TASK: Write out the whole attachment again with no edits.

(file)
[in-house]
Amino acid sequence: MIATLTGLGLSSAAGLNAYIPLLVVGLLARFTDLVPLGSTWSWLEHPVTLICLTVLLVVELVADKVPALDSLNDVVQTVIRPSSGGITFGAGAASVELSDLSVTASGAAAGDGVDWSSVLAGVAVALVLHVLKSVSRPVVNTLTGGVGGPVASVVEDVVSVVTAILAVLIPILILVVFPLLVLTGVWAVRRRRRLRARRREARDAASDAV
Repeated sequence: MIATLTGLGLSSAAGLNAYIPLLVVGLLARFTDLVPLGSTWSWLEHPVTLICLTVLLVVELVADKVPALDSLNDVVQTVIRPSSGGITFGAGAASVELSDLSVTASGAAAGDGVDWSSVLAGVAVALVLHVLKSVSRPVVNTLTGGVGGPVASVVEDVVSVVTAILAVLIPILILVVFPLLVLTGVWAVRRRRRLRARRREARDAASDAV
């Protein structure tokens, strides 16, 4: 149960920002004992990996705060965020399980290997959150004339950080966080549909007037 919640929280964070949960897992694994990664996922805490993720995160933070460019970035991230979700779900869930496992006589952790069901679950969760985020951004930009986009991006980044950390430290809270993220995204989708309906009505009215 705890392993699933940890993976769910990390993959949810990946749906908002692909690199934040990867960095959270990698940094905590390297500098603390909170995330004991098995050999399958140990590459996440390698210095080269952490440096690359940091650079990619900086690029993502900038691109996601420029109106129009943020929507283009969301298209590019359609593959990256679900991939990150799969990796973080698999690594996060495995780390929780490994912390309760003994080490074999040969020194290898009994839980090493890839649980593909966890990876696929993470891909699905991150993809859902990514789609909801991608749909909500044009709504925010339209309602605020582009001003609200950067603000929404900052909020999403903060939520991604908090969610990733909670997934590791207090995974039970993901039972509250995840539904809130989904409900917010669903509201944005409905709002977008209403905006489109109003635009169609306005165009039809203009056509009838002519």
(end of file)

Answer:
[in-house]
Amino acid sequence: MIATLTGLGLSSAAGLNAYIPLLVVGLLARFTDLVPLGSTWSWLEHPVTLICLTVLLVVELVADKVPALDSLNDVVQTVIRPSSGGITFGAGAASVELSDLSVTASGAAAGDGVDWSSVLAGVAVALVLHVLKSVSRPVVNTLTGGVGGPVASVVEDVVSVVTAILAVLIPILILVVFPLLVLTGVWAVRRRRRLRARRREARDAASDAV
Repeated sequence: MIATLTGLGLSSAAGLNAYIPLLVVGLLARFTDLVPLGSTWSWLEHPVTLICLTVLLVVELVADKVPALDSLNDVVQTVIRPSSGGITFGAGAASVELSDLSVTASGAAAGDGVDWSSVLAGVAVALVLHVLKSVSRPVVNTLTGGVGGPVASVVEDVVSVVTAILAVLIPILILVVFPLLVLTGVWAVRRRRRLRARRREARDAASDAV
């Protein structure tokens, strides 16, 4: 149960920002004992990996705060965020399980290997959150004339950080966080549909007037 919640929280964070949960897992694994990664996922805490993720995160933070460019970035991230979700779900869930496992006589952790069901679950969760985020951004930009986009991006980044950390430290809270993220995204989708309906009505009215 705890392993699933940890993976769910990390993959949810990946749906908002692909690199934040990867960095959270990698940094905590390297500098603390909170995330004991098995050999399958140990590459996440390698210095080269952490440096690359940091650079990619900086690029993502900038691109996601420029109106129009943020929507283009969301298209590019359609593959990256679900991939990150799969990796973080698999690594996060495995780390929780490994912390309760003994080490074999040969020194290898009994839980090493890839649980593909966890990876696929993470891909699905991150993809859902990514789609909801991608749909909500044009709504925010339209309602605020582009001003609200950067603000929404900052909020999403903060939520991604908090969610990733909670997934590791207090995974039970993901039972509250995840539904809130989904409900917010669903509201944005409905709002977008209403905006489109109003635009169609306005165009039809203009056509009838002519």